My *second* supervisor, on the other hand, was Kirk to a T.  James ran every meeting - if one of his underlings wanted to have a meeting with a customer, we needed to work it in James' schedule.  He made snap decisions, and did his best to stick by them - even when they turned out to be wrong.  And, as I mentioned in my above post, his world view included a single computer UI - whether the machine ran SCO Open Server, Sun Solaris, or MS Windows, he expected them to be managed in the exact same way.

    1 Sadly, in the sense that this meant I was working for boss II.  But, on the bright side, I started working for boss III very shortly after this.



  • @brettdavis4 said:

    I'm starting to notice a pattern in my career.  I work a hell of a lot better under male supervisors than female superviors. 

    Female supervisors tend to be a little too emotional sometimes and tend to be micro-managers. 

    I don't see a WTF here.

    First sentence - noticing patterns is good.

    Second sentence - expression of personal preference. Most of us have personal preferences. For example, I work a hell of a lot better under supervisors who understand the difference between management and leadership.

    Third sentence - making a generalisation from such a small sample size is poor logic/analysis/statistics, and I think your conclusion is totally wrong and most likely offensive to women, but is not unusual enough or with severe enough consequences to qualify as a WTF.

    I've had nearly enough supervisors in my IT career to be able to draw statistically-significant conclusions. I've had great, average and poor supervisors of both genders. My best two and my worst ever supervisors were all women. Tendencies towards micromanagement were roughly even across the genders.

    As for emotion, in my current workplace nearly all the people who are either emotionally volatile or prone to displays of business-inappropriate emotion are male.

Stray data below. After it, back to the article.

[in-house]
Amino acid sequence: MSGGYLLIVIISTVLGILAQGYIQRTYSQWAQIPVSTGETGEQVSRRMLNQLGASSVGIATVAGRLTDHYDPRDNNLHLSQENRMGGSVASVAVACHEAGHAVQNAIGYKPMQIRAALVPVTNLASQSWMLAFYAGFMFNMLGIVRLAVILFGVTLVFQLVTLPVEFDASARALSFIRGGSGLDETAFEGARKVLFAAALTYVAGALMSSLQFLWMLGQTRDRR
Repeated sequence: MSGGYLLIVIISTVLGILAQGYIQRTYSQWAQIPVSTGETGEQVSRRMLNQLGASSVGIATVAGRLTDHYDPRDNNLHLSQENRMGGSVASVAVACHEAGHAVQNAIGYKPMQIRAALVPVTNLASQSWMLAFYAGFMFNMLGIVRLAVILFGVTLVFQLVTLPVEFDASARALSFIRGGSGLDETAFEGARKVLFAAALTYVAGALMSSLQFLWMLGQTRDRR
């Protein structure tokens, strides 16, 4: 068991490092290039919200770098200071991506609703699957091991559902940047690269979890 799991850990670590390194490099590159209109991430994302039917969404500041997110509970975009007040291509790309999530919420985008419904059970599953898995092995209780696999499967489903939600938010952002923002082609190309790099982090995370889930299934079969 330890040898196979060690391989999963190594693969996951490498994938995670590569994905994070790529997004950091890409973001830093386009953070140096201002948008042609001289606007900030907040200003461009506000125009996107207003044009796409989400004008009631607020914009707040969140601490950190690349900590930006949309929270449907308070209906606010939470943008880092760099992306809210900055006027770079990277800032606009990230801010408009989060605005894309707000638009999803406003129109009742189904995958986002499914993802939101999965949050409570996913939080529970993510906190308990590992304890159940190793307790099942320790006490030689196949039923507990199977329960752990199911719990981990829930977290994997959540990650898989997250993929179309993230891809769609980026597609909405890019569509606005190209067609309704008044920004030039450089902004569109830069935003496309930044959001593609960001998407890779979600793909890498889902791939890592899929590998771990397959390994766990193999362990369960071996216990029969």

• Sorry, but have to disagree.

    I've had 3 female bosses in my life, one was terrible to work for, the other two were great.  That's about the same ratio as for all the male bosses I have had.



  •  Meh, female supervisors are pretty much the same as male supervisors, except they generally look better in a skirt.



  • Meh, female supervisors are pretty much the same as male supervisors, except they generally look better in a skirt.

    They generally look better no matter what they're wearing.  It's almost universally considered "unprofessional" to point this out to them, though...



  • @WayneCollins said:

    Meh, female supervisors are pretty much the same as male supervisors, except they generally look better in a skirt.

    They generally look better no matter what they're wearing.  It's almost universally considered "unprofessional" to point this out to them, though...

     

    Yeah I don't get that.  If she didn't want me to stare at her tits, why are they half way out of her shirt?



  • @amischiefr said:

    Yeah I don't get that.  If she didn't want me to stare at her tits, why are they half way out of her shirt?

    Recently I saw a T-shirt that said something like "Please make your breasts to stop staring at me"



  • @brettdavis4 said:

    Female supervisors tend to be a little too emotional sometimes and tend to be micro-managers. 

    What's your N? ie, how many supervisors have you had total, and of each gender?

    Like nearly everyone else on this thread, I haven't had enough supervisors to make such a generalization about myself. Curious to know how many you've had.